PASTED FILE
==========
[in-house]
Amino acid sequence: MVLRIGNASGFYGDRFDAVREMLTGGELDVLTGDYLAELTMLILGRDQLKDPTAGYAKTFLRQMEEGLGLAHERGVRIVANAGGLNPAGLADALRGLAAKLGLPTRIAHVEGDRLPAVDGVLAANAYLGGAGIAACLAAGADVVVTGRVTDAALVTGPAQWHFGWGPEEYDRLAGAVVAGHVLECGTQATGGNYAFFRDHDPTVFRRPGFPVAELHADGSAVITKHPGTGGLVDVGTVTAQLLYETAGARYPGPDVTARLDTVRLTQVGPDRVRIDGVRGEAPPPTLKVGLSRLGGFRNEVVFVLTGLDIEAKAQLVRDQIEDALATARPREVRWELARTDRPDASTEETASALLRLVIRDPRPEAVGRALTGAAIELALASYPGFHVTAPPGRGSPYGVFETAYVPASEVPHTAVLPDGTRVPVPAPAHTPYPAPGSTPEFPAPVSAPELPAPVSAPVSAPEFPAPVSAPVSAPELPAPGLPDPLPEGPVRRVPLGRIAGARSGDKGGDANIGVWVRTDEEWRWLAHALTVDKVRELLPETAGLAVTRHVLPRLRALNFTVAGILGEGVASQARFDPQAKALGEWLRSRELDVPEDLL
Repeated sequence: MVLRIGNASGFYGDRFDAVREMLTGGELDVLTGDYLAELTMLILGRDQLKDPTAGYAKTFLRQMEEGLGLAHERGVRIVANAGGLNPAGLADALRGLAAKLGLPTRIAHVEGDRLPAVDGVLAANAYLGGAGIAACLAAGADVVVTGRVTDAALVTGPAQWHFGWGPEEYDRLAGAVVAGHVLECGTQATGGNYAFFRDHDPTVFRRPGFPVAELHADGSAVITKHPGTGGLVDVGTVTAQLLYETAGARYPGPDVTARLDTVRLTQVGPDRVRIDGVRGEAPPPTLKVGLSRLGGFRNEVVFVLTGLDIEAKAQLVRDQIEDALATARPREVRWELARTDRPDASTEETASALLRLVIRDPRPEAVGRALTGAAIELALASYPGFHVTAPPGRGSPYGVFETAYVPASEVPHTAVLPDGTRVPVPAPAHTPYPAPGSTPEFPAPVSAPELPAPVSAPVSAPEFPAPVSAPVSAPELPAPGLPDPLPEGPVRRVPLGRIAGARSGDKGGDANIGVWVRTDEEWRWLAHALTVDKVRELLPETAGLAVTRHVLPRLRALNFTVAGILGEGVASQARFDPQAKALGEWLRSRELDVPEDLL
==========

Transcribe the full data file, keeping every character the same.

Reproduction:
[in-house]
Amino acid sequence: MVLRIGNASGFYGDRFDAVREMLTGGELDVLTGDYLAELTMLILGRDQLKDPTAGYAKTFLRQMEEGLGLAHERGVRIVANAGGLNPAGLADALRGLAAKLGLPTRIAHVEGDRLPAVDGVLAANAYLGGAGIAACLAAGADVVVTGRVTDAALVTGPAQWHFGWGPEEYDRLAGAVVAGHVLECGTQATGGNYAFFRDHDPTVFRRPGFPVAELHADGSAVITKHPGTGGLVDVGTVTAQLLYETAGARYPGPDVTARLDTVRLTQVGPDRVRIDGVRGEAPPPTLKVGLSRLGGFRNEVVFVLTGLDIEAKAQLVRDQIEDALATARPREVRWELARTDRPDASTEETASALLRLVIRDPRPEAVGRALTGAAIELALASYPGFHVTAPPGRGSPYGVFETAYVPASEVPHTAVLPDGTRVPVPAPAHTPYPAPGSTPEFPAPVSAPELPAPVSAPVSAPEFPAPVSAPVSAPELPAPGLPDPLPEGPVRRVPLGRIAGARSGDKGGDANIGVWVRTDEEWRWLAHALTVDKVRELLPETAGLAVTRHVLPRLRALNFTVAGILGEGVASQARFDPQAKALGEWLRSRELDVPEDLL
Repeated sequence: MVLRIGNASGFYGDRFDAVREMLTGGELDVLTGDYLAELTMLILGRDQLKDPTAGYAKTFLRQMEEGLGLAHERGVRIVANAGGLNPAGLADALRGLAAKLGLPTRIAHVEGDRLPAVDGVLAANAYLGGAGIAACLAAGADVVVTGRVTDAALVTGPAQWHFGWGPEEYDRLAGAVVAGHVLECGTQATGGNYAFFRDHDPTVFRRPGFPVAELHADGSAVITKHPGTGGLVDVGTVTAQLLYETAGARYPGPDVTARLDTVRLTQVGPDRVRIDGVRGEAPPPTLKVGLSRLGGFRNEVVFVLTGLDIEAKAQLVRDQIEDALATARPREVRWELARTDRPDASTEETASALLRLVIRDPRPEAVGRALTGAAIELALASYPGFHVTAPPGRGSPYGVFETAYVPASEVPHTAVLPDGTRVPVPAPAHTPYPAPGSTPEFPAPVSAPELPAPVSAPVSAPEFPAPVSAPVSAPELPAPGLPDPLPEGPVRRVPLGRIAGARSGDKGGDANIGVWVRTDEEWRWLAHALTVDKVRELLPETAGLAVTRHVLPRLRALNFTVAGILGEGVASQARFDPQAKALGEWLRSRELDVPEDLL